I have become pret­ty con­vinced, as have many of my col­leagues, that we need a fresh start. We actu­al­ly can­not reform this depart­ment. It’s going to need to be a com­plete­ly dif­fer­ent thing. The next steps are to fig­ure out what hap­pens if we were to dis­band the Min­neapo­lis Police Depart­ment. Who would respond to 911 calls? How can we guar­an­tee the inter­im safe­ty of our res­i­dents while we fig­ure out what the future of pub­lic safe­ty looks like? That’s the process we are going through right now, real­ly fig­ur­ing out what the steps are.

Com­mu­ni­ty-led efforts and black-led com­mu­ni­ty orga­ni­za­tions have been dri­ving this nar­ra­tive for years. They’ve asked us to defund this police depart­ment and envi­sion a future beyond it. They have already laid a lot of the ground­work for the big­ger, more aspi­ra­tional future vision. A lot of that ground­work is what’s allow­ing us to respond to this moment in a uni­fied, thought­ful, inten­tion­al way. A lot of cred­it goes to our com­mu­ni­ty orga­niz­ers on the ground for paving the way and for help­ing us all imag­ine that future in advance.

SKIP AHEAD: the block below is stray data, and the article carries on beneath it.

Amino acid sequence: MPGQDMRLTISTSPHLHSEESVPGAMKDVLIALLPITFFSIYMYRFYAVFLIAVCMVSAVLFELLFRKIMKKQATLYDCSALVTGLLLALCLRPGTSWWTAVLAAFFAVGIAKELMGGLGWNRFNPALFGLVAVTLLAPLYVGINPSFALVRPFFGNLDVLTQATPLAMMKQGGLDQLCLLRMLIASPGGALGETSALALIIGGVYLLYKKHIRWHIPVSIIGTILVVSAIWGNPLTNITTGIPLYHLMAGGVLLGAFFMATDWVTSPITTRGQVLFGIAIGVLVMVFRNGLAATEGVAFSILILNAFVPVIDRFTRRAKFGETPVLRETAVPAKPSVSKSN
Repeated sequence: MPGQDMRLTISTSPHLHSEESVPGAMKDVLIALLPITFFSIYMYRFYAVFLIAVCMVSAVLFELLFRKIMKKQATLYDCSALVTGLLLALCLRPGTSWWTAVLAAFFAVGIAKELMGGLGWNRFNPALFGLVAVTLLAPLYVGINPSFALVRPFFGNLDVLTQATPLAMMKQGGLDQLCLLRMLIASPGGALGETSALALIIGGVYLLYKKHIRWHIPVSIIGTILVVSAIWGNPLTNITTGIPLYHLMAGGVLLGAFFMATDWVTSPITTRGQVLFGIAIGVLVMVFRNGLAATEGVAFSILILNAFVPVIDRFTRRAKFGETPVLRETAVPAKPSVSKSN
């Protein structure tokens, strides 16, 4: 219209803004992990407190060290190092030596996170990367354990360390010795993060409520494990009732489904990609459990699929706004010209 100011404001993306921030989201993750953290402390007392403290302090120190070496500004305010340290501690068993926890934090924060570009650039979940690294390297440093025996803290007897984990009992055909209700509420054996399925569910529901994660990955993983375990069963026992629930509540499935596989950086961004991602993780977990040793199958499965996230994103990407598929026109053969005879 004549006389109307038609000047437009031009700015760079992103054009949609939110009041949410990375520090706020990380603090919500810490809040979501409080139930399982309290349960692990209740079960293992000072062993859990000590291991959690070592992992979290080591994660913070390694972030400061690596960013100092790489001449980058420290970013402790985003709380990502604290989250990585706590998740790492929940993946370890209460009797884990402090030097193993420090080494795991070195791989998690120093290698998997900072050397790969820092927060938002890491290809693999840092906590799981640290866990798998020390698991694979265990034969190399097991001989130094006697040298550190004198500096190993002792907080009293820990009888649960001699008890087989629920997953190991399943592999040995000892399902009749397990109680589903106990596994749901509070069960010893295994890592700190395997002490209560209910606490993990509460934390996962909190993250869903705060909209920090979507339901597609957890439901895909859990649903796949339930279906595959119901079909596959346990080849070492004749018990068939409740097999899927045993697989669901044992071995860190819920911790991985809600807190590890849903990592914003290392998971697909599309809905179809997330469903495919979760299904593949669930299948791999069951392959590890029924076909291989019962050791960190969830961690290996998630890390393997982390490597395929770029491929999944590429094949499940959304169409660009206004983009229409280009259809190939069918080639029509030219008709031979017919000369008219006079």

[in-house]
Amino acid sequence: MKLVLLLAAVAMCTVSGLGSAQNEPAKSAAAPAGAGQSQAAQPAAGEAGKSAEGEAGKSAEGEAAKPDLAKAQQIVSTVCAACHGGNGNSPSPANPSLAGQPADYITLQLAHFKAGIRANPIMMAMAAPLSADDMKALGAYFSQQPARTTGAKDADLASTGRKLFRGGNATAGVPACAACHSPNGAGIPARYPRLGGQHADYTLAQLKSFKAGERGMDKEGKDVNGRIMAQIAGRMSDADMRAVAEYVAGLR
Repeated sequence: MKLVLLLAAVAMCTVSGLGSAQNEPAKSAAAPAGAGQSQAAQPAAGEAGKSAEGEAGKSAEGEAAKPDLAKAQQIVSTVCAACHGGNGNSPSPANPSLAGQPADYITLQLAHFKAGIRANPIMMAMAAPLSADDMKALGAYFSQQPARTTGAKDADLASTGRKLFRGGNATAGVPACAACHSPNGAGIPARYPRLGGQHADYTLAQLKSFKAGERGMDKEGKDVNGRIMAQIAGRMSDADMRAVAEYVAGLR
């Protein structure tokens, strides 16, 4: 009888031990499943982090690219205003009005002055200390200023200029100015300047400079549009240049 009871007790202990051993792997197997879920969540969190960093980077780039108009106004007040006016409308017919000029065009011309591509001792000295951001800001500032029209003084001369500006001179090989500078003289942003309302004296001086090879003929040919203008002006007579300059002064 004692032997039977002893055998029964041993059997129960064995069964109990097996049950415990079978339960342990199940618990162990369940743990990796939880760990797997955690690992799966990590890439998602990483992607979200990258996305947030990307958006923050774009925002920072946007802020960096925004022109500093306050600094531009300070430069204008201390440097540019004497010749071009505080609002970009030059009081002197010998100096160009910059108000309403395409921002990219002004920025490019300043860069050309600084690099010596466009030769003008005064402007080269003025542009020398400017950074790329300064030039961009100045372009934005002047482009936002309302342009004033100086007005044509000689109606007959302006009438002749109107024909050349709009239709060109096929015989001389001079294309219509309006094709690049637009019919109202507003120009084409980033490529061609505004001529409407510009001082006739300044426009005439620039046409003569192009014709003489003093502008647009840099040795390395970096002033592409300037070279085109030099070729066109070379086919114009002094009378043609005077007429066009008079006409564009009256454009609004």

We are deal­ing with the tech­ni­cal chal­lenges of ensur­ing that core ser­vices are [still being pro­vid­ed] and that we have a response when some­one is in an urgent sit­u­a­tion. That’s the process we are going through right now.

You wrote a piece for Time where you talked about how your first two years as a coun­cil mem­ber rein­forced your exist­ing belief that polic­ing in your com­mu­ni­ty had to change. Can you explain what those events were?

A lot of this stuff is not even vis­i­ble to the pub­lic because we get legal advice in closed ses­sions and I can’t talk about what we do in those closed ses­sions. But, what’s pub­lic is that we usu­al­ly come out of those ses­sions approv­ing finan­cial set­tle­ments for exces­sive force claims, so it’s not a secret what kind of things we are get­ting briefed on. It’s hor­ri­ble, some of the things that we are see­ing in those ses­sions are real­ly unfor­giv­able. So, that’s part of my expe­ri­ence being a coun­cil member.